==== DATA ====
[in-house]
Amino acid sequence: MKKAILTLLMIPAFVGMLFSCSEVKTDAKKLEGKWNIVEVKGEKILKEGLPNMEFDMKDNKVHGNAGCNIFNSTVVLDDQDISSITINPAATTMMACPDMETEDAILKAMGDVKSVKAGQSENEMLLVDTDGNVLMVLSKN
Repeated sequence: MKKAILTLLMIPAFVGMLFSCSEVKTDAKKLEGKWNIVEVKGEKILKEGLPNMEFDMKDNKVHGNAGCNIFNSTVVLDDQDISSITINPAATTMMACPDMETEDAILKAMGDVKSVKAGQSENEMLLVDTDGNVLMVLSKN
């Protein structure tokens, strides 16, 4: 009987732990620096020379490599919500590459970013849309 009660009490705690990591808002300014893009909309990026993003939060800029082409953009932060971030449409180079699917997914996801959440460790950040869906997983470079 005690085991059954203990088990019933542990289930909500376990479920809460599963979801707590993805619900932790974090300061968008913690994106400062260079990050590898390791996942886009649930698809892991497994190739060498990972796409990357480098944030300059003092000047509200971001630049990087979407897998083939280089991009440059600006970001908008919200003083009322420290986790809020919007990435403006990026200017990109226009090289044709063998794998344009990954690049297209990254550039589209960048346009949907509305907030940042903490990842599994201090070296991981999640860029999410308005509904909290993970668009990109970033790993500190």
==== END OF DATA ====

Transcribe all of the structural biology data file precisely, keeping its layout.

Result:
[in-house]
Amino acid sequence: MKKAILTLLMIPAFVGMLFSCSEVKTDAKKLEGKWNIVEVKGEKILKEGLPNMEFDMKDNKVHGNAGCNIFNSTVVLDDQDISSITINPAATTMMACPDMETEDAILKAMGDVKSVKAGQSENEMLLVDTDGNVLMVLSKN
Repeated sequence: MKKAILTLLMIPAFVGMLFSCSEVKTDAKKLEGKWNIVEVKGEKILKEGLPNMEFDMKDNKVHGNAGCNIFNSTVVLDDQDISSITINPAATTMMACPDMETEDAILKAMGDVKSVKAGQSENEMLLVDTDGNVLMVLSKN
């Protein structure tokens, strides 16, 4: 009987732990620096020379490599919500590459970013849309 009660009490705690990591808002300014893009909309990026993003939060800029082409953009932060971030449409180079699917997914996801959440460790950040869906997983470079 005690085991059954203990088990019933542990289930909500376990479920809460599963979801707590993805619900932790974090300061968008913690994106400062260079990050590898390791996942886009649930698809892991497994190739060498990972796409990357480098944030300059003092000047509200971001630049990087979407897998083939280089991009440059600006970001908008919200003083009322420290986790809020919007990435403006990026200017990109226009090289044709063998794998344009990954690049297209990254550039589209960048346009949907509305907030940042903490990842599994201090070296991981999640860029999410308005509904909290993970668009990109970033790993500190």